The primary theme for ArcGIS 10.1, which is expected to be released in early 2012, is sharing and collaboration. Users will find that this release makes it simpler to put mapping and geospatial analytics into the hands of more people without requiring that they be GIS experts. ArcGIS users will be able to deliver any GIS resource, such as maps, imagery, geodatabases, and tools, as a web service. The ability to access these services will be built into ArcGIS, as well as any application built with one of the ArcGIS APIs.
With this release, cloud computing—both public and private clouds—will play an increasingly critical role in how users get their work accomplished. ArcGIS software will take advantage of the powerful, scalable, and ubiquitous nature of cloud infrastructures to store and distribute geospatial content. Users will be able to easily package their maps and layers and make that content available to staff, stakeholders, partners, or the public via online groups while maintaining complete control and ownership of their content. Additionally, users will be able to quickly deploy GIS servers in the cloud when they need them as fully functional production systems for publishing services and supporting desktop, mobile, and web applications.
At 10.1, ArcGIS for Server will run natively on 64-bit operating systems. Users will notice significant performance improvements for activities such as web editing, map caching, spatial analysis, finding addresses, and using imagery.
Imagery will also be better integrated into the core of ArcGIS. ArcGIS will not only make it simpler to use imagery but also support more imagery sources, as well as lidar and radar.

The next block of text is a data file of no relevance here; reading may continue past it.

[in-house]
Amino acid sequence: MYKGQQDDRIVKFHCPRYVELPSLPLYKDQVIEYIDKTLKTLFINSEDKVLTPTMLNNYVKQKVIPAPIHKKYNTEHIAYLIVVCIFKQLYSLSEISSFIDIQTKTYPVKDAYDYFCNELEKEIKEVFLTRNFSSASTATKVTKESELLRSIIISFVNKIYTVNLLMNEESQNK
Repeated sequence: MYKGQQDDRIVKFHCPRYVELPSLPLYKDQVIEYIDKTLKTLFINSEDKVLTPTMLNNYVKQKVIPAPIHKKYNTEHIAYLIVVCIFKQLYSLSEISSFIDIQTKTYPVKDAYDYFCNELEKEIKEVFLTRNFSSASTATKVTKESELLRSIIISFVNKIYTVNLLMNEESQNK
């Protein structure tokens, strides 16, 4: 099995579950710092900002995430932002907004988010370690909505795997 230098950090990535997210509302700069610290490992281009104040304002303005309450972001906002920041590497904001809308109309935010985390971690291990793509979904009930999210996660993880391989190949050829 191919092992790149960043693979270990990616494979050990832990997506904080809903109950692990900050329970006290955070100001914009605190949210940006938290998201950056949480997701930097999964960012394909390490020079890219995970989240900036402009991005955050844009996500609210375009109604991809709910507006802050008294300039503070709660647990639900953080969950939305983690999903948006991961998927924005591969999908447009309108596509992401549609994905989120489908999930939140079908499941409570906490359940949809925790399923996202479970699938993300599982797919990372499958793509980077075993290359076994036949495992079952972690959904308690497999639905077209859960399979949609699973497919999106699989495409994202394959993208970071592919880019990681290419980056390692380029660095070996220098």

An exciting addition to ArcGIS at 10.1 will be ArcGIS Runtime, which lets developers create and deploy focused, stand-alone GIS applications for desktop users, who have been asking for a small, lightweight deployment that, in terms of capabilities, fits between ArcGIS Engine and the ArcGIS Web Mapping APIs. The new runtime is designed for both desktop and cloud development. It has a fast display and does not require installation; it can be run directly from a CD. The learning curve for the new runtime is expected to be very gentle for developers familiar with the web APIs.
In addition to these enhancements to ArcGIS, Esri has also concentrated on providing core GIS tools to help users create better maps. These tools range from dynamic legends to contextual generalization, the ability to track edits, parcel editing tools, analysis tools, and a whole lot more.
Finally, as Esri moves toward ArcGIS 10.1, Python is becoming foundational to ArcGIS. It essentially bridges the gap between GIS analysts and programmers.
We will be sharing more and more about what’s coming in ArcGIS 10.1 over the next few months so check back often.